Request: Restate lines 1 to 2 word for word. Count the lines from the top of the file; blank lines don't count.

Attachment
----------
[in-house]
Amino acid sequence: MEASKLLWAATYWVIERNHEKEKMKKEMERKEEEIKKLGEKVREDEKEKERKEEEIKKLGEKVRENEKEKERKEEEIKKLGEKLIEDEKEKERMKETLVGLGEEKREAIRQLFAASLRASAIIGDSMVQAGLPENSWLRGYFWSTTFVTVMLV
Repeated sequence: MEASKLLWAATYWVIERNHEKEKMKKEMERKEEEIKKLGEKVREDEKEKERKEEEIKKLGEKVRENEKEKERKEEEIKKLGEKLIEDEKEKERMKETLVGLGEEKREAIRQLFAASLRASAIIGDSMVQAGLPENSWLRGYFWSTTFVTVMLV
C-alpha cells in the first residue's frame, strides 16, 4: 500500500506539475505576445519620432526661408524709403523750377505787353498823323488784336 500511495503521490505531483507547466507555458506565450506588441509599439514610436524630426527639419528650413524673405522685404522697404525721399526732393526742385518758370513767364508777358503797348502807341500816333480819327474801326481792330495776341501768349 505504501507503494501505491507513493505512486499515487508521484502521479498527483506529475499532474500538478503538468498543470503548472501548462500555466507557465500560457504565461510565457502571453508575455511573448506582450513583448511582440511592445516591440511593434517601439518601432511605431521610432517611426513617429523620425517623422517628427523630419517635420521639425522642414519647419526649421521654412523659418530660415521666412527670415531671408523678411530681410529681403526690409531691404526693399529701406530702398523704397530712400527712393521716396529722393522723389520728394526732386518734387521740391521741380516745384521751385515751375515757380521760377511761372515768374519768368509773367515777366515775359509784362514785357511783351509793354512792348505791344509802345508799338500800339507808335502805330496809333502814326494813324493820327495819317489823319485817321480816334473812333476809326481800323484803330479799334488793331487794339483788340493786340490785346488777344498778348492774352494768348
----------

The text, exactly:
[in-house]
Amino acid sequence: MEASKLLWAATYWVIERNHEKEKMKKEMERKEEEIKKLGEKVREDEKEKERKEEEIKKLGEKVRENEKEKERKEEEIKKLGEKLIEDEKEKERMKETLVGLGEEKREAIRQLFAASLRASAIIGDSMVQAGLPENSWLRGYFWSTTFVTVMLV